I roll over and promptly fall off the mattress that Mommy had put down on the floor for me. Ouch. Wooden floors, apparently, are not as forgiving as carpet. Sari sits up, bewildered. “Stonesworth,” I remind her, and she nods blearily. Stonesworth. Ugh.

Sari is still sitting on her mattress staring at the blank wall, so I make a beeline for the bathroom. Tzippy is just coming out, hair wrapped in a turban. She gives me a hug. “How was the first night in your new room?” she asks, wrinkling her nose. I shrug. “Walls, floors, tiny window, you know.” She gives my shoulder a sympathetic pat and heads off to start her day. I, on the other hand, am in no rush to face my non-Brownsfeld reality. Ten minutes later I reenter the room to find Sari still sitting in the same place I’d left her.

“Sar?” I say softly, crouching down in front of her. She blinks slowly and shakes her head. “I think it’s just hitting me now,” she says hoarsely. Oh boy.

“Come, Sari, let’s get dressed and then we’ll go down and find something to eat,” I say soothingly, aiming for that perfect, happy, matter-of-fact tone that Mommy has down to a science. I’m pretty sure I fail, though, cause Sari just grunts and flops back on her bed, one arm covering her face. Time to bring in the big guns.

I pull on a slinky skirt and hoodie and shuffle downstairs to find Mommy. I make my way to the kitchen with little trouble — the house is pretty small — and blink in surprise. “Whoa,” I say in disbelief. “Where’d this all come from?”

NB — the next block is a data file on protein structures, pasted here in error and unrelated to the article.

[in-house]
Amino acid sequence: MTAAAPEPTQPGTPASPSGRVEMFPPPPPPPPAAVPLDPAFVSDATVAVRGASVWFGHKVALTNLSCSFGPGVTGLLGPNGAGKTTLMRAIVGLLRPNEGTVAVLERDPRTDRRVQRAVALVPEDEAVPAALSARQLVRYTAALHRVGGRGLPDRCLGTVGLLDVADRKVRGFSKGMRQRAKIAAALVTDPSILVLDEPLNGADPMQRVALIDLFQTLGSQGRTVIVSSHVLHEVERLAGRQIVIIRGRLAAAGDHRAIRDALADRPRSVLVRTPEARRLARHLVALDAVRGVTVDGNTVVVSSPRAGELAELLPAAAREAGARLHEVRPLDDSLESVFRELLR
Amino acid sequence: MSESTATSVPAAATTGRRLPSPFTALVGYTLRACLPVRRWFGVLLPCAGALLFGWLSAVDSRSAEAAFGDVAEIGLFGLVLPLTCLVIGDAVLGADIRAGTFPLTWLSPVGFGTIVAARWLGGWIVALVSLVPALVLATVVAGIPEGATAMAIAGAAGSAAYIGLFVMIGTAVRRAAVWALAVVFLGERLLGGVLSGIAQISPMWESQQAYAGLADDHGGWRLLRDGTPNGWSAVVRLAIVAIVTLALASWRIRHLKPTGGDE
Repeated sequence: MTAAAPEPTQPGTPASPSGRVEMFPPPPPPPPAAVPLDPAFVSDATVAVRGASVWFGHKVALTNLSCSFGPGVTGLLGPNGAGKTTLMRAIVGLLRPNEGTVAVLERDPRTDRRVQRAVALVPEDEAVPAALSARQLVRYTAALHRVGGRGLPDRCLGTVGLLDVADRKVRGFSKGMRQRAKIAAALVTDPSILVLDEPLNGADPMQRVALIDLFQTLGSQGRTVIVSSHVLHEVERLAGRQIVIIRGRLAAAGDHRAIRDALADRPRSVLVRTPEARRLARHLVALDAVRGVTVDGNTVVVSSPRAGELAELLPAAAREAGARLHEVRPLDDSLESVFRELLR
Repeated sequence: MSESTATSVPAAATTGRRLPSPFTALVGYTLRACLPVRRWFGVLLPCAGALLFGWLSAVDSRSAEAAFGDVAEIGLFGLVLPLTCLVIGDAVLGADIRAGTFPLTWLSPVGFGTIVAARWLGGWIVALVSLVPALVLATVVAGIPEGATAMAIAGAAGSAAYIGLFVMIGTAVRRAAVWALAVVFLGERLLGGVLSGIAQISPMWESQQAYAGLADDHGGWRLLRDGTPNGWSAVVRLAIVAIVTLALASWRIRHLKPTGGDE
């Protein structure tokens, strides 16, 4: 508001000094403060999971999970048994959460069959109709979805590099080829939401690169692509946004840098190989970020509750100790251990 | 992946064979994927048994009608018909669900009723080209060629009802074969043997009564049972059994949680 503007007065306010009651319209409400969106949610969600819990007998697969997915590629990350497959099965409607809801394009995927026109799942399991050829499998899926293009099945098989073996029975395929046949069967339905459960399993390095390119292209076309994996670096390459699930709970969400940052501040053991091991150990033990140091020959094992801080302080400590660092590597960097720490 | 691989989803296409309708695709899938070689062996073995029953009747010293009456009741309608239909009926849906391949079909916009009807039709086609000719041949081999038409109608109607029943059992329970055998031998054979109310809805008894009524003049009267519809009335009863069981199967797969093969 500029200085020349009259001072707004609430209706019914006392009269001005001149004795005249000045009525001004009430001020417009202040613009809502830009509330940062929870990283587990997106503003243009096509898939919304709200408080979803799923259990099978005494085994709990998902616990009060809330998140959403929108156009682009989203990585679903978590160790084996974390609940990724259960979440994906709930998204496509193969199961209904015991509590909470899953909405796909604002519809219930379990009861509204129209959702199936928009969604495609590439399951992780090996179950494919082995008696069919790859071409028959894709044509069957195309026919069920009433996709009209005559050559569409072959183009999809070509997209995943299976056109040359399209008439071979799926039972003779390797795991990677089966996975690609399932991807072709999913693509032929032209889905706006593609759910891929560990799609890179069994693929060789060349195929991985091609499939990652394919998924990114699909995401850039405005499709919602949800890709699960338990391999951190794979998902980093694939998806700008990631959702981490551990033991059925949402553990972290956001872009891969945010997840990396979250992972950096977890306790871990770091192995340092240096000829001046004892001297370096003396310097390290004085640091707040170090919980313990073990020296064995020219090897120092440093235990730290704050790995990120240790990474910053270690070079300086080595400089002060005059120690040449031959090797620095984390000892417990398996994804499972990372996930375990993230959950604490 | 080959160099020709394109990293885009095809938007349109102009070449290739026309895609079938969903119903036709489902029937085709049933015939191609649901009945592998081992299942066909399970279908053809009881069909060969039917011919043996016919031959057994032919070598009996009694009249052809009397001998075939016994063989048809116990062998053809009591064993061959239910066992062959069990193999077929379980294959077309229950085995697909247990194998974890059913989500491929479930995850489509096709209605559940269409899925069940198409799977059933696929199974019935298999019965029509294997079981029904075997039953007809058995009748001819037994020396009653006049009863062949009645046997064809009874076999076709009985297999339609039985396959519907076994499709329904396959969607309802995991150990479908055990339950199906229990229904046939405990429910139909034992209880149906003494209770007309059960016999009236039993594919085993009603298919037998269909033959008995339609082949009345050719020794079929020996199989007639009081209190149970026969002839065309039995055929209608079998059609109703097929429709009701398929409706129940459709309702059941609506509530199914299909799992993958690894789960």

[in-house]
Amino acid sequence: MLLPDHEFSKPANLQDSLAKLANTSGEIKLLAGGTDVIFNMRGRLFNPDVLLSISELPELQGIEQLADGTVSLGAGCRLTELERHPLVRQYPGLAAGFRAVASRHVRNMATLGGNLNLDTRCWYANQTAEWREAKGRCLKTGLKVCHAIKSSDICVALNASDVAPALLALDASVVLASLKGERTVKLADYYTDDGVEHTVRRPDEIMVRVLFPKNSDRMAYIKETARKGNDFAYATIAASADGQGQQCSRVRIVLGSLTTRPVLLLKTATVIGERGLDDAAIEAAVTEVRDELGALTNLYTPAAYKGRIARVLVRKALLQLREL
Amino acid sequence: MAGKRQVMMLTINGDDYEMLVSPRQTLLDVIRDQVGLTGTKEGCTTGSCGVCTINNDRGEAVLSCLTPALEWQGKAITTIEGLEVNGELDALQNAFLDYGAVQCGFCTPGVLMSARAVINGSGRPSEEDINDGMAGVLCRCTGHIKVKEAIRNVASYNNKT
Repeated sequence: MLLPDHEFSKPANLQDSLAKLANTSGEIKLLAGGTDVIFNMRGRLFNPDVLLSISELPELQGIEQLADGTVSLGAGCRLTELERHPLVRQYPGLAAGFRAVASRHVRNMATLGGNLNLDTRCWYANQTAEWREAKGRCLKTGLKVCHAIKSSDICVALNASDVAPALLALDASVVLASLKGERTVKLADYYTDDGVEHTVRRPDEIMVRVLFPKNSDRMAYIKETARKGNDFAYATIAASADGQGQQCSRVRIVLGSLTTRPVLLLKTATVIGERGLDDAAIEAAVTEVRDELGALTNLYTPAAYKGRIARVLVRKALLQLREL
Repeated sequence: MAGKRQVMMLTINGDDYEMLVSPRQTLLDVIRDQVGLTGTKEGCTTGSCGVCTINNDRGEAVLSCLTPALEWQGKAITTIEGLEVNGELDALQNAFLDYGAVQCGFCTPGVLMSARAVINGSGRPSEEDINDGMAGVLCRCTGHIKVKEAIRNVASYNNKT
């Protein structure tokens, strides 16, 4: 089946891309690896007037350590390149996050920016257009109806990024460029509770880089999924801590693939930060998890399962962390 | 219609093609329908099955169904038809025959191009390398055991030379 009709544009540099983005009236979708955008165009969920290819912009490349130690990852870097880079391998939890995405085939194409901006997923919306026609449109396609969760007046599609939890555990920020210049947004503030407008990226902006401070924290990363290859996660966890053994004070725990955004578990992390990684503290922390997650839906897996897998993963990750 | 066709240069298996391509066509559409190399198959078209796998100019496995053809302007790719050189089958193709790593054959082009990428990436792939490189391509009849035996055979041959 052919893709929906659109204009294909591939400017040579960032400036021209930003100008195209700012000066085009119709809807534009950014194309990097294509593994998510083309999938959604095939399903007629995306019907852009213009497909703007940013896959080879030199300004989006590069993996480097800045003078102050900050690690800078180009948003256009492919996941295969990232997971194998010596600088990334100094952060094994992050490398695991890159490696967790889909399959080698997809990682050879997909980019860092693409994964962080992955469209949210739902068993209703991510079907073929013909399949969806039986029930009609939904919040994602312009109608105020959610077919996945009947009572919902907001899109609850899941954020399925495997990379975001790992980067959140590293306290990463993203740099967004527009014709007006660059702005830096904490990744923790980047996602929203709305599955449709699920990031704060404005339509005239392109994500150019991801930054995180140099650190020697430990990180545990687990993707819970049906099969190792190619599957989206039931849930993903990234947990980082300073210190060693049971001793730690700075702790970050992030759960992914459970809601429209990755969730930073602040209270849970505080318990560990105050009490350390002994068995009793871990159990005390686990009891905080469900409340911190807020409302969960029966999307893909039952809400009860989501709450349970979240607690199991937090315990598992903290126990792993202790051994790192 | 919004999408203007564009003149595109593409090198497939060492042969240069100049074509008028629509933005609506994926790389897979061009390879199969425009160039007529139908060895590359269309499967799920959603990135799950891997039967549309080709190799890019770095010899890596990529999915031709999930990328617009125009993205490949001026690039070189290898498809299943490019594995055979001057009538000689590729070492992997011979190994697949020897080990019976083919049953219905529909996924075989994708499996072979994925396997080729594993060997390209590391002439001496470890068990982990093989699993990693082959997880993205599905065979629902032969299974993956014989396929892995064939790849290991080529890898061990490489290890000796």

The kitchen table, a long glass rectangle, is laid out with the cutest sunflower yellow tableware. Platters of pancakes, bowls of blueberries, and little pats of butter are set cheerily next to a pitcher of orange juice and a bottle of milk. Mommy smiles at me from the eggs she’s scrambling on the stove. “When we brought Simchi here, we stopped at Bed, Bath, and Beyond and bought new kitchenware. They were shipped straight here and the Shimonis toiveled them for us. Wasn’t that nice? Speaking of the Shimonis, did I tell you they have a daughter your age? Hadas, I think.”

“Mmm,” I say noncommittally. I don’t want to hear about Hadas Shimoni. I want Rus and Shiri. Hey, I’d even take Mikki at this point. I bite back a groan of self-pity. “Mommy, Sari won’t get out of bed. I think she’s overwhelmed.”

Mommy sighs and wipes her forehead; I notice that she looks tired, there are black circles under her eyes.

“I’ll go check. Can you finish these up, peanut?”

I nod and take over at the stove. Mommy kisses me on the head and leaves.

Abba and Chunah come in from shul and blink in surprise. “Did you… do all this?” Chunah asks dubiously.

I smile sweetly. “I did! I’ve been up since six preparing this spread. Come sit down and I’ll make you some hot chocolate.”

Abba’s grinning but Chunah still looks confused. “Really?” he asks.

I drop my smile. “No, you goof, we moved states, not planets. Mommy made all this. I’m just finishing up the eggs.” (Excerpted from Mishpacha Jr., Issue 715)